Apple has announced a net profit of $9 billion ($1.67 per diluted share) on revenues of $46.9 billion for its Q4 2016 financial results — the period ending 24 September 2016. That’s a lot of money, but the company’s revenues are down 9.8 percent compared to the year-ago quarter (see “Apple Wraps up a Record-Breaking Year in Q4 2015,” 27 October 2015). Gross margin also dropped slightly, clocking in at 38 percent compared to 39.9 percent a year ago. Apple announced a cash dividend of $0.57 per share of common stock, to be paid on 10 November 2016.
Despite the new iPhone 7 and 7 Plus models being introduced in Q4 2016, iPhone unit sales were down 5 percent year over year, providing 13 percent less revenue than the year-ago quarter. The newly released iPhone 7 models had only small impact on these results as they became available for pre-order only in the last two weeks of the quarter. Interestingly, Apple does not anticipate extra sales due to the problems that its Korean competitor Samsung has recently experienced with its exploding Galaxy Note 7. CFO Luca Maestri noted that Apple already is selling every iPhone it can build.
In somewhat brighter news, Apple has reduced the iPad revenue bleed, with no change in revenue over Q4 2015, despite iPad unit sales dropping by 6 percent. The explanation is Apple’s focus on the higher-margin iPad Pro line, which appears to be paying off. Apple is also more effectively targeting the business market with its tablets. The company says that 120 partners around the world are working on iPad-related enterprise initiatives.
With no new Macs in the product line, year-over-year unit sales dropped by 14 percent, for a 17 percent decrease in revenue. Nonetheless, the worldwide installed base of Macs is at an all-time high. Whether the new MacBook Pro models announced on 27 October 2016 will revitalize sales during the upcoming holiday quarter remains to be seen (see “New MacBook Pros Add Context-sensitive Touch Bar,” 27 October 2016).
The Other Products category took a beating, with a 22 percent year-over-year decline in revenue. That category includes several new products, such as the Apple Watch Series 2, Apple Watch Series 1, and the W1-powered Beats Solo3 wireless headphones (see “Apple Watch Series 2 Offers GPS, Water Resistance, and More Power,” 7 September 2016 and “W1-powered AirPods Usher in a New Era of Wireless Audio,” 7 September 2016). However, those new products debuted late in the quarter, and the AirPods have yet to reach the market.
Perhaps health insurance company Aetna buying tens of thousands of Apple Watches will turn the tide (see “Aetna to Promote Apple Watches to Employees and Customers,” 28 September 2016). If healthcare firms find that equipping employees and customers with Apple Watches saves them money in the long-term, that could be huge opportunity for Apple. The Apple Watch could use the boost: market intelligence firm IDC reported that overall smartwatch sales are down nearly 52 percent year-over-year for the third quarter of 2016, with only Garmin doing well.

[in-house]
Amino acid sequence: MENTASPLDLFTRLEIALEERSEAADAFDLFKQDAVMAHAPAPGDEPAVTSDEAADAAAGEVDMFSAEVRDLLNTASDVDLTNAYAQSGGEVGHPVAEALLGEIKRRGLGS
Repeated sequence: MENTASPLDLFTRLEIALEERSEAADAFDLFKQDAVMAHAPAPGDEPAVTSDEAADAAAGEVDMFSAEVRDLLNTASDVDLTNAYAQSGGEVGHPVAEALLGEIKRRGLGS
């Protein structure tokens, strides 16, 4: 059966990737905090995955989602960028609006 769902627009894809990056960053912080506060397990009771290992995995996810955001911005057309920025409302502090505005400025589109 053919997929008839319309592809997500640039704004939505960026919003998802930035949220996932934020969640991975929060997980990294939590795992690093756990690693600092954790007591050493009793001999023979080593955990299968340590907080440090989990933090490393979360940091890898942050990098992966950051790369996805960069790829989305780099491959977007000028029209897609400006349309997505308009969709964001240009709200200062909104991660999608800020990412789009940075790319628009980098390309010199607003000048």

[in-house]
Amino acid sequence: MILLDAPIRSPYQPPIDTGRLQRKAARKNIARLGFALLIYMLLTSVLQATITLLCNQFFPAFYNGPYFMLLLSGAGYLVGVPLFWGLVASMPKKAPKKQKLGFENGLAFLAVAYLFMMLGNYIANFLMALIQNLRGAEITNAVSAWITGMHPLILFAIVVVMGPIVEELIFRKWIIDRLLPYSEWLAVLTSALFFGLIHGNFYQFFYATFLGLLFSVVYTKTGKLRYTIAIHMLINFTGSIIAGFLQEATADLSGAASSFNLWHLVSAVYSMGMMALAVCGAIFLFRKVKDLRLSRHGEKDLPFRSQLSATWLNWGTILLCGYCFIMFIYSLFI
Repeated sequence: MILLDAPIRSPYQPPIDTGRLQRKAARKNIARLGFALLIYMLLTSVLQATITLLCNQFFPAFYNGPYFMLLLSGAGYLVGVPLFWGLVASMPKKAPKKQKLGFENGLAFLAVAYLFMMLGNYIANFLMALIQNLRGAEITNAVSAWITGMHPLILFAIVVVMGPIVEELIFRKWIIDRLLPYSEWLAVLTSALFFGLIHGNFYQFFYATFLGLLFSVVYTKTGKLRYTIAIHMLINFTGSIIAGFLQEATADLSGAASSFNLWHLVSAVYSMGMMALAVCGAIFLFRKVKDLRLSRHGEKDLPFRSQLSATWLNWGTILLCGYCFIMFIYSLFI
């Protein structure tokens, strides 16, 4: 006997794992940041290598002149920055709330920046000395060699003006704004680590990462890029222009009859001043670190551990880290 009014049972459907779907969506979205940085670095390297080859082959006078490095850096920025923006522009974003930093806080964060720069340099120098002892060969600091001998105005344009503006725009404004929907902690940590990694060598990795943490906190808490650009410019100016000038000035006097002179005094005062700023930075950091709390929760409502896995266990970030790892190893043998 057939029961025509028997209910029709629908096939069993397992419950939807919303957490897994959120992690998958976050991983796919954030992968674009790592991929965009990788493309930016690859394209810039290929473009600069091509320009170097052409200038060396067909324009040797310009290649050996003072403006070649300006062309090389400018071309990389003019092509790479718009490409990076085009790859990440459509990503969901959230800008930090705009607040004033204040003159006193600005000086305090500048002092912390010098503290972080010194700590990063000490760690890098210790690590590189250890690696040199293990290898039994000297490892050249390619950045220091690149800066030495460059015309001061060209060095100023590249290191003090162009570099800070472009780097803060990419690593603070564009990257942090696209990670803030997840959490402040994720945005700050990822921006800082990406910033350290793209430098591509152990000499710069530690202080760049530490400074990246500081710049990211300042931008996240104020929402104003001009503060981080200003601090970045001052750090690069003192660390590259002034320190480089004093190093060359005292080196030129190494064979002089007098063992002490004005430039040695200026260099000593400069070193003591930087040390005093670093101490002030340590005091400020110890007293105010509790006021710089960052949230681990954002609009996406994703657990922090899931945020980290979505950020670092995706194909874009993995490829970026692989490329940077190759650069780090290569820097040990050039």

Speaking of Other Products, rumors have been swirling lately that Apple will launch a smart speaker to compete with the Amazon Echo, but CEO Tim Cook seemed to downplay those rumors, saying that we live in a mobile world and people want a digital assistant like Siri with them all the time.
Also, during the Q&A portion of the conference call, Cook touched on the debate surrounding Apple’s artificial intelligence efforts. Many pundits have argued that Apple is lagging behind Google in this area due to Apple’s commitment to privacy. Cook called that a false tradeoff. “We don’t buy that. It may take a different kind of work, or more thinking, but I don’t think we should throw privacy away.”
Apple’s one area of growth continues to be the Services category, which saw a whopping 24 percent revenue increase over Q4 2015. Despite claims that services are not Apple’s strong suit, Services is now a larger category than Mac, iPad, or Other Products, and is bested only by the iPhone category. App Store revenues alone increased 43 percent, and Apple Music revenues grew by 22 percent. Apple Pay also continues to increase its profile, with transactions up 500 percent year-over-year. More Apple Pay transactions took place last quarter than in all of the previous fiscal year.
Apple’s international results were a mixed bag. Although sales in China were off, other sectors, including the Americas, Japan, Europe, and the Asia-Pacific region, tallied increased revenues. In fact, revenue from Japan increased by 23 percent compared to the previous quarter. Despite the disappointing results from China, Cook said that Apple remains “very bullish” on China and noted increasing opportunities in India, where sales were up 50 percent year-over-year. He attributed those opportunities to the preponderance of young people in India, the growth of 4G mobile networks in the region, and the increasing size of the middle class.
2016 was a rough year for Apple, marking the company’s first annual revenue decline since 2001. However, it’s inappropriate to read too much into that, since Q4 2016’s $9 billion in profit was still the second-highest profit that the company has posted in any previous Q4. Although Apple’s financials currently seem to be headed in the wrong direction, the company predicts a return to growth in the next quarter. That would come thanks to the new iPhone 7 models hitting their stride, possibly bolstered by increased MacBook Pro sales if the pent-up demand is large enough.
In any case, Apple’s massive cash pile still managed to grow by $6.1 billion since Q3 2016. It’s now up to $237.6 billion — nearly a quarter of a trillion dollars and more than the entire California state government spent in 2015 ($159 billion). Surely, Apple could do something interesting with all that money.